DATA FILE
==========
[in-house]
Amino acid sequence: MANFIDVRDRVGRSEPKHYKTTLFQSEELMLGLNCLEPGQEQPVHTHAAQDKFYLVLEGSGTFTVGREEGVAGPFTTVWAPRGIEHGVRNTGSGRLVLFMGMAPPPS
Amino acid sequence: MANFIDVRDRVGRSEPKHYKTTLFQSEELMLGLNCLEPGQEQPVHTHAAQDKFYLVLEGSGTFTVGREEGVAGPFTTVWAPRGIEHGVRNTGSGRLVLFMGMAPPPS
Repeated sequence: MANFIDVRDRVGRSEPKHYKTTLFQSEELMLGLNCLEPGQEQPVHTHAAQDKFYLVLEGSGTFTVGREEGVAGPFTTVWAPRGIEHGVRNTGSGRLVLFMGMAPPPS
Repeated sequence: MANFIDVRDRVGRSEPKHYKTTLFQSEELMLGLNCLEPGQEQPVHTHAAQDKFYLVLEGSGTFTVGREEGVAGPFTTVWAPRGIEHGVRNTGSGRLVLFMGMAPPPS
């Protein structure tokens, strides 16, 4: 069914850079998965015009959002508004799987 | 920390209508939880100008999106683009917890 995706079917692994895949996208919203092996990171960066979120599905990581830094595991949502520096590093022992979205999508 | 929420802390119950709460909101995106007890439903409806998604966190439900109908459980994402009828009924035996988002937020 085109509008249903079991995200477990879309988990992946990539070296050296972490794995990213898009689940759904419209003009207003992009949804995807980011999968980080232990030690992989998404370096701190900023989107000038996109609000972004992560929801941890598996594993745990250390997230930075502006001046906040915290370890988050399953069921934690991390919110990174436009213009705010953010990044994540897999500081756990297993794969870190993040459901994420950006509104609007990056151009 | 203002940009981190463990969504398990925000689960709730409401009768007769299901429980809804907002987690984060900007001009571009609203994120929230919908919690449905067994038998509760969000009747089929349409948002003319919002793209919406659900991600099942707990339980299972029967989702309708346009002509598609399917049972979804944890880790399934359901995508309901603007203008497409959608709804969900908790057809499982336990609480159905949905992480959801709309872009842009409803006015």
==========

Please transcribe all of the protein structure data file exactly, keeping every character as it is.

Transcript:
[in-house]
Amino acid sequence: MANFIDVRDRVGRSEPKHYKTTLFQSEELMLGLNCLEPGQEQPVHTHAAQDKFYLVLEGSGTFTVGREEGVAGPFTTVWAPRGIEHGVRNTGSGRLVLFMGMAPPPS
Amino acid sequence: MANFIDVRDRVGRSEPKHYKTTLFQSEELMLGLNCLEPGQEQPVHTHAAQDKFYLVLEGSGTFTVGREEGVAGPFTTVWAPRGIEHGVRNTGSGRLVLFMGMAPPPS
Repeated sequence: MANFIDVRDRVGRSEPKHYKTTLFQSEELMLGLNCLEPGQEQPVHTHAAQDKFYLVLEGSGTFTVGREEGVAGPFTTVWAPRGIEHGVRNTGSGRLVLFMGMAPPPS
Repeated sequence: MANFIDVRDRVGRSEPKHYKTTLFQSEELMLGLNCLEPGQEQPVHTHAAQDKFYLVLEGSGTFTVGREEGVAGPFTTVWAPRGIEHGVRNTGSGRLVLFMGMAPPPS
């Protein structure tokens, strides 16, 4: 069914850079998965015009959002508004799987 | 920390209508939880100008999106683009917890 995706079917692994895949996208919203092996990171960066979120599905990581830094595991949502520096590093022992979205999508 | 929420802390119950709460909101995106007890439903409806998604966190439900109908459980994402009828009924035996988002937020 085109509008249903079991995200477990879309988990992946990539070296050296972490794995990213898009689940759904419209003009207003992009949804995807980011999968980080232990030690992989998404370096701190900023989107000038996109609000972004992560929801941890598996594993745990250390997230930075502006001046906040915290370890988050399953069921934690991390919110990174436009213009705010953010990044994540897999500081756990297993794969870190993040459901994420950006509104609007990056151009 | 203002940009981190463990969504398990925000689960709730409401009768007769299901429980809804907002987690984060900007001009571009609203994120929230919908919690449905067994038998509760969000009747089929349409948002003319919002793209919406659900991600099942707990339980299972029967989702309708346009002509598609399917049972979804944890880790399934359901995508309901603007203008497409959608709804969900908790057809499982336990609480159905949905992480959801709309872009842009409803006015």